The Journal of the Apprentice Athalbert Folksvarthrson (4)
When we left Dale behind, the gates and the strong walls, I think I had never known such a feeling of loneliness. I looked back and in that moment I knew that, no matter how often I returned there, it wouldn’t be home any longer. The doctor says these feelings are to be expected, for I mentioned it to him while I looked back. He says that he hasn’t a home any longer either, that the house where he was born in the east is no longer there, nor his village, nor any of the villages where he used to travel. He will not tell me why, but we get stories from the east of foul men and foul deeds, the sorts of stories you hear as children.
Ma used to tell us to watch out for the Wandering Easterling, the man who’d betrayed the king of Numenor and was cursed to wander forever. She said that if we stayed out too late in the dark that he would come and get us, or that goblins might come and strike from the gloom. But I think I must be in the company of a wandering Easterling now, and that if there really are any goblins left they won’t be bothered with him or I. The doctor is good, though, and if his villages were destroyed it must have been by some vile group, perhaps by goblins for they must be somewhere.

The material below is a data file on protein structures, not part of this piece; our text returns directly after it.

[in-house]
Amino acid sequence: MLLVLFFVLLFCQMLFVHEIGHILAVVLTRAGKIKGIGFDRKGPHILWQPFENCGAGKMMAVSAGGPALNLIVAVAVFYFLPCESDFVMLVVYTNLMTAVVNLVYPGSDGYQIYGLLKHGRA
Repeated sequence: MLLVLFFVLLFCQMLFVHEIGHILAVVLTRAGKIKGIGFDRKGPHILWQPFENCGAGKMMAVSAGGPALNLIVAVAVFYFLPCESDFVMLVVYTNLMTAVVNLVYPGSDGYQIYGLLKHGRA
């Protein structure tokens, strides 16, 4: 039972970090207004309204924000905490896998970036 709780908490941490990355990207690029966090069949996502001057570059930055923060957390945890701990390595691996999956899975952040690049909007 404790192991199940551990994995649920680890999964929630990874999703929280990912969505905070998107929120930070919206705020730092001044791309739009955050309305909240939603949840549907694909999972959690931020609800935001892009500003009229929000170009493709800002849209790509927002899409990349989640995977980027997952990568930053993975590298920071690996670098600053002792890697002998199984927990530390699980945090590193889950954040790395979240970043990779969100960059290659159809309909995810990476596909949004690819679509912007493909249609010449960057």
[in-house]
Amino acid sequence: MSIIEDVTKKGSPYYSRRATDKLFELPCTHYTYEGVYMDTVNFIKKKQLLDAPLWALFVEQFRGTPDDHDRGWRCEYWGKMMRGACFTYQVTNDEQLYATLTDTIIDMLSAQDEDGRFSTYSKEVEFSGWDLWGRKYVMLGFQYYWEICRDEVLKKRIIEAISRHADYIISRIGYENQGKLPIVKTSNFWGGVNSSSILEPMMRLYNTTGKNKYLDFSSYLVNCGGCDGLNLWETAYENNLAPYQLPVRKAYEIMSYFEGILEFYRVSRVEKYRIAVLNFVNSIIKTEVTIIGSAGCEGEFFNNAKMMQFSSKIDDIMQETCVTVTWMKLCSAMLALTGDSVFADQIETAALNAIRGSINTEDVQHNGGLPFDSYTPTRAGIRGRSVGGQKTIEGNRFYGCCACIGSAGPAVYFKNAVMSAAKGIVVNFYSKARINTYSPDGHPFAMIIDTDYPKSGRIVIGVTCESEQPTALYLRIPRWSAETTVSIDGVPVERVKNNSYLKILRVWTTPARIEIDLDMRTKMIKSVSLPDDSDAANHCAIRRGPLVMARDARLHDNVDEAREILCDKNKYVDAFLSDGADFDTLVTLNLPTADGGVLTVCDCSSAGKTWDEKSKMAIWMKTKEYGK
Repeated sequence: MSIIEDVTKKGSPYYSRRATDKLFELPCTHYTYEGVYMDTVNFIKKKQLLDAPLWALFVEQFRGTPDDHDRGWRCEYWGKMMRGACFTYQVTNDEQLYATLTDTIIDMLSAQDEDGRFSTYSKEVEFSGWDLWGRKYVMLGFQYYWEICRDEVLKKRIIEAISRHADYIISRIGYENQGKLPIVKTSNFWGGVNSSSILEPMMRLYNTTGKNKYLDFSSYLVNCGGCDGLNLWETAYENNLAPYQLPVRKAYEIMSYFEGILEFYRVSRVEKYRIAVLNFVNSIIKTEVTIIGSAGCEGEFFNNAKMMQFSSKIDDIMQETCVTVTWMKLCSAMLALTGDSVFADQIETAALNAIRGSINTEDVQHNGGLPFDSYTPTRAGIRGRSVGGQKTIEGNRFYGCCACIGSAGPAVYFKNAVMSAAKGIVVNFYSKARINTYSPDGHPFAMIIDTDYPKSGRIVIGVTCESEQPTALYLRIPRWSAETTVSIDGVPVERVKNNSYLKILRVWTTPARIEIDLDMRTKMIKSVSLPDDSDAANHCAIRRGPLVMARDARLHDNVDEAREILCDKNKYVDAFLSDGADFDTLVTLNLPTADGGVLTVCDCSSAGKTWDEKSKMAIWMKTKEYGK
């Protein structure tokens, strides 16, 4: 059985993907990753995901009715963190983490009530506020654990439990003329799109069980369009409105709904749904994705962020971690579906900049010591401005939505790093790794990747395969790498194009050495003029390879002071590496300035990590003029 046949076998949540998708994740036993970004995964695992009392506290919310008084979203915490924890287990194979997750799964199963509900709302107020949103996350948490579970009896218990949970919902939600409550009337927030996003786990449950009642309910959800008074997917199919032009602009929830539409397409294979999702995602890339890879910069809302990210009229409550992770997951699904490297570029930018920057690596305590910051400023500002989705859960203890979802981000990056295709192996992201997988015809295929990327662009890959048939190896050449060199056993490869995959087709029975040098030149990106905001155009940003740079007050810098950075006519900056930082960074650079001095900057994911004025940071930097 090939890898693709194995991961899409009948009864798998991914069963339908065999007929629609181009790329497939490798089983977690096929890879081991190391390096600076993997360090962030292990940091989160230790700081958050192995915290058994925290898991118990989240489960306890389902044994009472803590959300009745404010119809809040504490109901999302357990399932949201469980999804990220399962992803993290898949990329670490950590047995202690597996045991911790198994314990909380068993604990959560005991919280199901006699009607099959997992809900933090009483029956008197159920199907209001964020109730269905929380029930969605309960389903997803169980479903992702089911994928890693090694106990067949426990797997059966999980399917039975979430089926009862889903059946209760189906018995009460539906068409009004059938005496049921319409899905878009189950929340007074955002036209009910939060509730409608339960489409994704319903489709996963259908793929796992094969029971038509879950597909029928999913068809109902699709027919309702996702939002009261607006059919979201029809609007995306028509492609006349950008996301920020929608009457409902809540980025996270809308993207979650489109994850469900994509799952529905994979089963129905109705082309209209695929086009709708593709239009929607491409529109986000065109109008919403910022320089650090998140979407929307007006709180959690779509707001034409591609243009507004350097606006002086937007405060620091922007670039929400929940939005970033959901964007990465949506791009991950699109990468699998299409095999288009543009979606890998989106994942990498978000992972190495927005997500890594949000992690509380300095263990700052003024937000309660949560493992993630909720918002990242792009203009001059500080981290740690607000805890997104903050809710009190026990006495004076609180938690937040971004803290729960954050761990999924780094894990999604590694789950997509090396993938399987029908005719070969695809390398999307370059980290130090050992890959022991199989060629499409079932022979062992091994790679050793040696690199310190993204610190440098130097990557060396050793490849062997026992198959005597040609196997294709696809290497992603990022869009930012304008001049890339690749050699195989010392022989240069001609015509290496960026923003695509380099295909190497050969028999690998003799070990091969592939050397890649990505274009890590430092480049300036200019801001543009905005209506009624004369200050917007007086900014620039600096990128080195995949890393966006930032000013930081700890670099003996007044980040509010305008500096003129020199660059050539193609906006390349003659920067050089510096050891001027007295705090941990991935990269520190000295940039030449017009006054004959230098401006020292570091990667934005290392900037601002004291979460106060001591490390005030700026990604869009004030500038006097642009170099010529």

And if there are elves here their cousins must be somewhere about. Why not to the east of us?
We’ve stopped at an inn for the night, and made a fine profit on the innkeeper’s daughter afflicted with a condition of the skin that leaves it red and flaky that the doctor called leprosy. I could not say what good the salve will do but it seemed to alleviate the itching and so she seemed at least contented, so that is doing a good job. From here there are farms which might take us on, and the doctor has said I might have leave to inspect their animals to see what sicknesses might live within them, for some are easily overlooked.